As I sat back and felt the glide of the razor I got to thinking about all the other divided cites I have seen in my fifty something years.
First there was Belfast as an eighteen year old. A squatting grey town with a Brit soldier on every corner and metal 'peace' walls protecting the locals from themselves. Was this another divided city of our creation? Sure was. When you inject a bunch of loyal Prods into a Catholic island and give them all the best jobs, it doesn't tend to end well. It ends with the IRA and UDA and 20,000 British troops trying to keep them from each other's throats.
Next up was Berlin in the dark days of the 80's when we all kind of figured the last thing we would ever hear would be the nuclear attack warning sirens. The Berlin Wall was a very different animal from its Nicosia counterpart. There were no ramshackle sandbags at the end of narrow streets. Instead it was watchtowers and barbed wire and ferocious ark lights. Standing on the western side, our side, was almost like standing on the edge of the world. I crossed the wall into the German East three times in the 80's there was nothing about the place to make me nostalgic. Mother Theresa might be bloody annoying, but Eric Honecker she ain't. East Germany was an ugly, vicious grey place and it was a pure delight to be in Berlin on the night after the wall came down and see what freedom looks like in the flesh.
The Berlin Wall wasn't our fault. We played our part of course. The misjudged, vindictive Treaty of Versailles made Hitler all but inevitable and we of course had a seat at the table when Berlin was carved up in 1945. But the wall was all down to Moscow.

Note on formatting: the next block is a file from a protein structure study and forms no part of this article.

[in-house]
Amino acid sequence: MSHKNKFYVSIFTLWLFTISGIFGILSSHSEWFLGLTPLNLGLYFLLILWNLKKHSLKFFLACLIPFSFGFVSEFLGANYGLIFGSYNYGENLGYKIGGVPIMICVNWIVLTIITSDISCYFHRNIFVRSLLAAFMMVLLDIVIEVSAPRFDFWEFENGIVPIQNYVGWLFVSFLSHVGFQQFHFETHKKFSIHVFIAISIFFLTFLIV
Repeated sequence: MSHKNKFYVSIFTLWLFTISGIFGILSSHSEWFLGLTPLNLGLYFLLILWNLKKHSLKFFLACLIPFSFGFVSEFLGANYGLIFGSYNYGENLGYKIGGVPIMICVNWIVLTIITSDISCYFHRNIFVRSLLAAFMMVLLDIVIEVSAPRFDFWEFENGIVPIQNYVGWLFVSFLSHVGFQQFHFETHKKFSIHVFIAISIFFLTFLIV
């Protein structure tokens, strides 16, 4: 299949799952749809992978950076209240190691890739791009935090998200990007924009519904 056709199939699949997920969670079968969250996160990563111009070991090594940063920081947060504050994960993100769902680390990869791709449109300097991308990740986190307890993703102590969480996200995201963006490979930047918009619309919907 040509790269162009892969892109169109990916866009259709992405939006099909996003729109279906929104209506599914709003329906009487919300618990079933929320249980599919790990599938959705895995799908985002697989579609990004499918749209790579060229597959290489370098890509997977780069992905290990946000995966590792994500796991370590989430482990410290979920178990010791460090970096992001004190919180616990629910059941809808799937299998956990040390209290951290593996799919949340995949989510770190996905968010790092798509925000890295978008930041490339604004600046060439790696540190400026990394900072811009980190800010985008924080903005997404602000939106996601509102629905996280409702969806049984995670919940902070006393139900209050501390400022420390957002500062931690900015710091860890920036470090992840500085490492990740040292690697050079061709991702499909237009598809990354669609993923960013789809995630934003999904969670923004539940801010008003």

Jerusalem next in the febrile days after the first Intifada of 1990. There was no wall back then but there were soldiers everywhere you looked. They patrolled the streets in fours and they behaved much like the skinheads of the NF. A few hours in West Jerusalem was more than enough to fully understand what 'occupied territories' actually means. Occupied means occupied. Occupied means a rifle butt in the face if you happen to look at a soldier in a way he doesn't like. The Israeli occupation of West Jerusalem was one of the ugliest things I have ever seen. They did everything they could to dissuade us from crossing the line into Palestine. They said it was filled with dangerous, vicious terrorists. They lied. Instead we found West Jerusalem was home to the most hospitable, brilliant people I have ever met.